The Fairness Doctrine in Light of Hostile Media Perception: A Psychological Critique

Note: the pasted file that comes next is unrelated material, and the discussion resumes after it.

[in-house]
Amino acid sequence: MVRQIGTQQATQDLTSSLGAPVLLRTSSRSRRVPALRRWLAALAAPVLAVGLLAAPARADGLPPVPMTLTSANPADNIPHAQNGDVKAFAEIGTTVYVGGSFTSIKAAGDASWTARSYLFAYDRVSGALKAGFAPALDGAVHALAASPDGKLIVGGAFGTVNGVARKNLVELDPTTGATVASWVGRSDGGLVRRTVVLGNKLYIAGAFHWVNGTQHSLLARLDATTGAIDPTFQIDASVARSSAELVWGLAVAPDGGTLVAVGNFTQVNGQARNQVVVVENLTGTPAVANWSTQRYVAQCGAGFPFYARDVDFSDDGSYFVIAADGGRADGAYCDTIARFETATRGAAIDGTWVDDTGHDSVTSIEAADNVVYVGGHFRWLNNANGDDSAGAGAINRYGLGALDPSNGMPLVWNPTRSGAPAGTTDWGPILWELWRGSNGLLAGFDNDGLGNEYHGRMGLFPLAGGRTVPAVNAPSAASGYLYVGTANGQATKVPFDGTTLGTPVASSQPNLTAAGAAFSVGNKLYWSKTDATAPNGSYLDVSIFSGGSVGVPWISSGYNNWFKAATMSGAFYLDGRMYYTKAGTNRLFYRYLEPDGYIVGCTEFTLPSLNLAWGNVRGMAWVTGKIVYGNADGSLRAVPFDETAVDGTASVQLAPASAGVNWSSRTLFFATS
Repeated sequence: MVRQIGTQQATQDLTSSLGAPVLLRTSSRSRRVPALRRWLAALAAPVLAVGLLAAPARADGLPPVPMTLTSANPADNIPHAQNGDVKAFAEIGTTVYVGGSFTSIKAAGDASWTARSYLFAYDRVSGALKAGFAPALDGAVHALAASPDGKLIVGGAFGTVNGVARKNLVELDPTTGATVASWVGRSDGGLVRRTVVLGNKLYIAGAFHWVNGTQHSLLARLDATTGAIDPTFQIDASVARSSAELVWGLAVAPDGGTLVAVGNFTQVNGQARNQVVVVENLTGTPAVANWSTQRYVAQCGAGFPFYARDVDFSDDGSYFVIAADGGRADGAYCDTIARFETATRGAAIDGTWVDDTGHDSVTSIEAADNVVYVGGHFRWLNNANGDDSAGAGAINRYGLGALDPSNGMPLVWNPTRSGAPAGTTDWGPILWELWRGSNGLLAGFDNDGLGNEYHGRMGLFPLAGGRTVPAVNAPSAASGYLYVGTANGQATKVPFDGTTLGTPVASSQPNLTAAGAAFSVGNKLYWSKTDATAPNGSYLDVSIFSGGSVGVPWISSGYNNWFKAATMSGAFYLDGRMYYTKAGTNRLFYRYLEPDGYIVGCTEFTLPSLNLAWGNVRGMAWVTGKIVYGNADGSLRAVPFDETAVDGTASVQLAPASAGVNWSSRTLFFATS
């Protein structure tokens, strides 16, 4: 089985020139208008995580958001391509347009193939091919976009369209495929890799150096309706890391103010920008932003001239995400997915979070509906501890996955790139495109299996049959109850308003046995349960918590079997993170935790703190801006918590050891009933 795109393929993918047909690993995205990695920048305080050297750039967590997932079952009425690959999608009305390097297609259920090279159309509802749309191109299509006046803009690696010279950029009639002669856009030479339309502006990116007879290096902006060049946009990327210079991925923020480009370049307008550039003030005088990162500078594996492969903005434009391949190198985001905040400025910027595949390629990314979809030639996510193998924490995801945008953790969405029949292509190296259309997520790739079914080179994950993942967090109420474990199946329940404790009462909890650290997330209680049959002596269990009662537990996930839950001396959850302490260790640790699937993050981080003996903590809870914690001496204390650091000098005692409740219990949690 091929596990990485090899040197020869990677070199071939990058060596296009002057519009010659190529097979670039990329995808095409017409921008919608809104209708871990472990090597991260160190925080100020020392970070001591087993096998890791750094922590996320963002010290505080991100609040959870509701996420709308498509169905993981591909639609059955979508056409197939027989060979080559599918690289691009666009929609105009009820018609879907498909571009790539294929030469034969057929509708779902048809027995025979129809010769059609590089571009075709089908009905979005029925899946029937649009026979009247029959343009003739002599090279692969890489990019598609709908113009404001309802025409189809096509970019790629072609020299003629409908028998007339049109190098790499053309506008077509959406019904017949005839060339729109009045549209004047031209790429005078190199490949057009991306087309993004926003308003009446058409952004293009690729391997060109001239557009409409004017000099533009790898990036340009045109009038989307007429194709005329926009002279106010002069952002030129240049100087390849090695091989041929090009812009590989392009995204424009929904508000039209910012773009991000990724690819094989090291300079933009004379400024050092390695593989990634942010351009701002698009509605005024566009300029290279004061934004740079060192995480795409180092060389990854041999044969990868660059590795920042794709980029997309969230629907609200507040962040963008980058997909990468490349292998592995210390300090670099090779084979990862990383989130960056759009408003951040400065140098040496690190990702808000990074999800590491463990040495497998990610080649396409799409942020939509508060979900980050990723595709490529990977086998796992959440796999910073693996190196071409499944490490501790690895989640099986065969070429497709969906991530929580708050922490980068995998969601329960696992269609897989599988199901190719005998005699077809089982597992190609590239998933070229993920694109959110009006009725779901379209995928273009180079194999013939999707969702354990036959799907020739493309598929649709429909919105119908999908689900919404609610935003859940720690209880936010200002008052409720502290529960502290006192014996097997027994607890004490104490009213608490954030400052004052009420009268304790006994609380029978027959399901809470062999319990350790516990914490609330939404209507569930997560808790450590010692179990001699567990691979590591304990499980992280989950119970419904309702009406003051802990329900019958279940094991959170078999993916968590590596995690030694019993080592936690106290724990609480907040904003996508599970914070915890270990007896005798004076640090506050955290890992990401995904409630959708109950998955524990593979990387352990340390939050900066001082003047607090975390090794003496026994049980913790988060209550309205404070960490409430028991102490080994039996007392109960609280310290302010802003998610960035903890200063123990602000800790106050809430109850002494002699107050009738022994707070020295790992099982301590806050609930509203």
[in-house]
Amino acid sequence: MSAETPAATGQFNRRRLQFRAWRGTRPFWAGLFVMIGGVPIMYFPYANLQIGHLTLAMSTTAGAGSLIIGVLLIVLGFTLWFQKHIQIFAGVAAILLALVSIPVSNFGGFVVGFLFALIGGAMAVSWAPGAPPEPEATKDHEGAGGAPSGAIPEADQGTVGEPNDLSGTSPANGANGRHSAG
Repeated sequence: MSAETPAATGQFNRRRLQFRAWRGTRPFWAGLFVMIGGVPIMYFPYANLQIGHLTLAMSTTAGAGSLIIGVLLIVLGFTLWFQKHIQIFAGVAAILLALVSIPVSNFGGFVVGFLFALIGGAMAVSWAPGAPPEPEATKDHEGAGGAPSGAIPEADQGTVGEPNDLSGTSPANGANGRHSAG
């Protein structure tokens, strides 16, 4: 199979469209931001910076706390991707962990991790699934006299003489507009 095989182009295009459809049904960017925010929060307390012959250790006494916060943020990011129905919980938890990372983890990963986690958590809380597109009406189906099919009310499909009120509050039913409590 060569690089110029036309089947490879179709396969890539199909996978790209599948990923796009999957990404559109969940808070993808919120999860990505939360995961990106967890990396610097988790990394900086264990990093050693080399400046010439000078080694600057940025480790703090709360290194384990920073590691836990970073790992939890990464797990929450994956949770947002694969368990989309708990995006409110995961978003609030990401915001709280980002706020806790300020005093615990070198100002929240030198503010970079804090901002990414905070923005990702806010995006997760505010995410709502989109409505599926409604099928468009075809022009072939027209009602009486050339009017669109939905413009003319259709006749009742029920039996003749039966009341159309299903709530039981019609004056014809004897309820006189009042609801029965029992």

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The Fairness Doctrine loomed over the media for over four decades, finally meeting its demise in the late 1980s. However, the controversial policy has found some resurgent popularity with Congress and the White House comfortably in the control of the Democratic Party. This paper examines the Fairness Doctrine from an angle scholars have yet to explore—a media psychology perspective. In short, we argue that research from the last quarter century regarding audiences’ reception of information via the media indicates the Fairness Doctrine, even if it could get past legal and logistical hurdles and be re-instated, would not bring about its intended effect. More specifically, the hostile media perception (or hostile media effect)—the phenomenon where partisans, regardless of position on the ideological spectrum, see the media as biased against them—would mean that content the media was forced to show under the Fairness Doctrine would not be perceived as fair despite the doctrine’s best intentions. Thus, we posit there is one more legitimate reason why the Fairness Doctrine should remain a historical curiosity rather than a current reality.

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